By allowing ads to appear on this site, you support the local businesses who, in turn, support great journalism.
Westfall Moves On From District Office
Retirement Ready
O Westfall
Beckie Westfall is shown smiling one final time at the counter she’s occupied for a decade. She has retired from her post at the Oakdale Joint Unified School District office. Teresa Hammond/The Leader

It’s a day she once hoped for, yet never truly saw coming. She’s had three separate tours with the Oakdale Joint Unified School District, but all good things do indeed come to an end.

After a decade of greetings issued via phone and to walk-in customers, Beckie Westfall has said her final “good morning,” “good afternoon” and “thank you” as a district employee.

“This is the job I had applied for a couple of times but didn’t get,” Westfall said of her tenure with Oakdale Joint Unified. “So when this job came available in March when I was still working at Fair Oaks, I applied and started working here that April.”

At the time of her transition, Westfall was working as a resource aide at Fair Oaks. In need of full time work and benefits, Westfall shared she knew she needed a different position, other than her six hours a day as a resource aide and wanted to stay within the district.

“I told them, this is where I want to retire from, this will be my last job,” she said of accepting the front office receptionist position.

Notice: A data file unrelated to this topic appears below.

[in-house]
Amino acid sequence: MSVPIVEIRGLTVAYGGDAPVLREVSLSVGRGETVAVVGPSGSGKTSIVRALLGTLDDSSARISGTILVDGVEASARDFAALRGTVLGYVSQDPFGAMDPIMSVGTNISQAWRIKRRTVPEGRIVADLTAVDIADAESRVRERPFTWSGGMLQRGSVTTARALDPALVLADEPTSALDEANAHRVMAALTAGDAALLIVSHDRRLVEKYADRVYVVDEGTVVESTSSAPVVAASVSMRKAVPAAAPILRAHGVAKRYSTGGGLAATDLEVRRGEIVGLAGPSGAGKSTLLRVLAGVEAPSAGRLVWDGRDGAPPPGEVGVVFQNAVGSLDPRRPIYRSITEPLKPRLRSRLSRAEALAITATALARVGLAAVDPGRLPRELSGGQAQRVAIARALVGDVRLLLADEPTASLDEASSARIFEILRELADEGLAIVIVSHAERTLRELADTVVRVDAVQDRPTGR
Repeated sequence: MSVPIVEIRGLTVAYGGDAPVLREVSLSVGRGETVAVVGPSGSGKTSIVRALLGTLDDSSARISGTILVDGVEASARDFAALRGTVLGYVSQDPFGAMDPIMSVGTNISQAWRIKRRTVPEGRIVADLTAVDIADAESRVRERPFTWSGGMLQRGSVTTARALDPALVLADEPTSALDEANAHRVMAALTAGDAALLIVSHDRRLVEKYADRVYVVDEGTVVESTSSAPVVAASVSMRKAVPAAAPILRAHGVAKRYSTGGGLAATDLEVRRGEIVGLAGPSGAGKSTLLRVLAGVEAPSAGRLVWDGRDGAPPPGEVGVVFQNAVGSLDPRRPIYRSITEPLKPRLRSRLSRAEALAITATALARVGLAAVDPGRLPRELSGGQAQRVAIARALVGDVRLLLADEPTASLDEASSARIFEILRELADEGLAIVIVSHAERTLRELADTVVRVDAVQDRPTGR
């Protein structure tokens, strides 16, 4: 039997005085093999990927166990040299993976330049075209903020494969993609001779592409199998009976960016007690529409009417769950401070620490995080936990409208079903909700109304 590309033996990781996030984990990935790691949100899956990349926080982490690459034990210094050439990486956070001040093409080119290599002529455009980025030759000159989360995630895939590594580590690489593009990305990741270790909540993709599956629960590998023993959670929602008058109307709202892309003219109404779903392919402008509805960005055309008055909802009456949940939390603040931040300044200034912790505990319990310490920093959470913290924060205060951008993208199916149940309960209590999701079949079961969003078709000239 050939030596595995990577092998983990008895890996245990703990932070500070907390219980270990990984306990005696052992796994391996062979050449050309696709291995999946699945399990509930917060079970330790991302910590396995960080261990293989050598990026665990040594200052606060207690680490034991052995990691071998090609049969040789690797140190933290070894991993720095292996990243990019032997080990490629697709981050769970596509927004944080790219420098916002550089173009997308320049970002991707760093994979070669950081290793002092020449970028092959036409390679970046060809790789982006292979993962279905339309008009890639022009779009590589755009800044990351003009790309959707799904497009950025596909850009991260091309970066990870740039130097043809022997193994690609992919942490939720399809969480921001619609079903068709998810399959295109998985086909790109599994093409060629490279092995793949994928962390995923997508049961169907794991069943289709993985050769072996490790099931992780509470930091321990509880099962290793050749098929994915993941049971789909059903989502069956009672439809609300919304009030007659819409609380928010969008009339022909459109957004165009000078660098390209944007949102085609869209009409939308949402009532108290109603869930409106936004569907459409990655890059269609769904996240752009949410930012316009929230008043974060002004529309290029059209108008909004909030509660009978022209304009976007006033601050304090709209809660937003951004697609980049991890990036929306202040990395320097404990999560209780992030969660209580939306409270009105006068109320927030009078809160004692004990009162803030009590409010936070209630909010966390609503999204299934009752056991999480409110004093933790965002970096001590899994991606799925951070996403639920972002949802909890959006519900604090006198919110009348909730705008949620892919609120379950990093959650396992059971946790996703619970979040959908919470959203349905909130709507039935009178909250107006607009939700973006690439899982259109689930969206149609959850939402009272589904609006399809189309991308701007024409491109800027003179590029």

“I just love my job,” she continued. “The only reason I’m retiring is because I’m past the age and I want to retire while I still feel good.”

She also enjoys spending time with her grandchildren and looks forward to having the opportunity to spend more free time with the five of them.

There are many things one might say about the pleasant nature Westfall has demonstrated from her front desk at the District Office. Her genuine smile, willingness to listen and assist parents, caregivers, as well as students is no act: it’s who she is. The retiree noted in her career, aside from her varying jobs with OJUSD she was also an Office Manager for a medical office. That was a position she worked up to, starting initially as a file clerk.

“Then I decided I didn’t like management,” she shared. “When I got this job I went back to what I love. I love being able to answer the phone or take the walk-ins with a smile on my face. I want to help. I love helping people. That’s what I love about my job.”

Providing help is something that seems to have come naturally, Westfall added.

“I think I’ve always loved helping people. I’m a people pleaser, but I like that about myself,” she continued. “I want everybody to succeed. I don’t want anybody to fail.”

Looking ahead toward her life of retirement, the longtime receptionist shared she was looking forward to not setting an alarm clock, yet plans to maintain a routine of some sort. She also plans to travel, as well as get involved with volunteer work.

“Every day on the job is different,” she said of her long term job. “When school is in session, the phones are very busy. If school sites aren’t able to pick up phones, calls are forwarded to here.”

Holding true to her word of enjoying helping people, Westfall confided that she even enjoyed helping the cranky customer. Embracing the challenge and watching them exit with a smile on their face.

“I really never thought I’d see this day come and I’ve been counting down for quite a little while,” Westfall admitted, adding her excitement for being able to help her children with her grandchildren. “I’m very close to my three kids and I’m very close to my five grandchildren and that’s the way I want it.”

As for advice for her replacement, her words were simple.

“My advice is to keep a smile,” she said. “Must have a lot of patience and grace. Keep a blank face so they don’t know what you’re thinking.”